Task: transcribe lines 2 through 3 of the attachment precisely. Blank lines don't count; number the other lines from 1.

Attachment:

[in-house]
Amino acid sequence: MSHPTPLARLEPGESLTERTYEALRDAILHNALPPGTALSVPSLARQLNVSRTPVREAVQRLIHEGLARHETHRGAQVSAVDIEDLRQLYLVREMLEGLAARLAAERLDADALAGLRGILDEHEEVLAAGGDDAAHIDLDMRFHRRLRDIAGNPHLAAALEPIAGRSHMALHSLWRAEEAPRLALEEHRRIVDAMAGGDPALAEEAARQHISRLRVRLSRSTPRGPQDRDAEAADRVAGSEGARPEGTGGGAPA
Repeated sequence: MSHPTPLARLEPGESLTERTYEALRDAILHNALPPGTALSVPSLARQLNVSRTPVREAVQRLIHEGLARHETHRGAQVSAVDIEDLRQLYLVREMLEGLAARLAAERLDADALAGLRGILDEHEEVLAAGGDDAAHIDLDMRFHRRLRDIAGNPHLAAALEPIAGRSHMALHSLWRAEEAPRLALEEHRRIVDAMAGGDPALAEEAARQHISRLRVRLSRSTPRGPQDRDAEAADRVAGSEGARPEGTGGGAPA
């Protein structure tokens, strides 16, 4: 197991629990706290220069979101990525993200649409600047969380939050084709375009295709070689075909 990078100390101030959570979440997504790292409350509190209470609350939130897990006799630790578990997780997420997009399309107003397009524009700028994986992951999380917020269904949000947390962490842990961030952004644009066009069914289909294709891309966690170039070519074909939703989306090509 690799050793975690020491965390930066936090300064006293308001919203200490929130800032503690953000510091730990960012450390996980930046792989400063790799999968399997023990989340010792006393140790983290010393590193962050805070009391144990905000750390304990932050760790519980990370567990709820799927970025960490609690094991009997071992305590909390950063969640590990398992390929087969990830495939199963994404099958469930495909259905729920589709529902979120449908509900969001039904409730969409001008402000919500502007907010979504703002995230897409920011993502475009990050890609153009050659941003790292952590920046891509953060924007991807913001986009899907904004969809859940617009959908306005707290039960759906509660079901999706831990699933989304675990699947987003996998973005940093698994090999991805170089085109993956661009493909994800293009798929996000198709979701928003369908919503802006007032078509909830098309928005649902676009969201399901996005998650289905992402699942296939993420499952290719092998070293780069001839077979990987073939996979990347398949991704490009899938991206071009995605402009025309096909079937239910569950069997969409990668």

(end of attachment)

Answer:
Amino acid sequence: MSHPTPLARLEPGESLTERTYEALRDAILHNALPPGTALSVPSLARQLNVSRTPVREAVQRLIHEGLARHETHRGAQVSAVDIEDLRQLYLVREMLEGLAARLAAERLDADALAGLRGILDEHEEVLAAGGDDAAHIDLDMRFHRRLRDIAGNPHLAAALEPIAGRSHMALHSLWRAEEAPRLALEEHRRIVDAMAGGDPALAEEAARQHISRLRVRLSRSTPRGPQDRDAEAADRVAGSEGARPEGTGGGAPA
Repeated sequence: MSHPTPLARLEPGESLTERTYEALRDAILHNALPPGTALSVPSLARQLNVSRTPVREAVQRLIHEGLARHETHRGAQVSAVDIEDLRQLYLVREMLEGLAARLAAERLDADALAGLRGILDEHEEVLAAGGDDAAHIDLDMRFHRRLRDIAGNPHLAAALEPIAGRSHMALHSLWRAEEAPRLALEEHRRIVDAMAGGDPALAEEAARQHISRLRVRLSRSTPRGPQDRDAEAADRVAGSEGARPEGTGGGAPA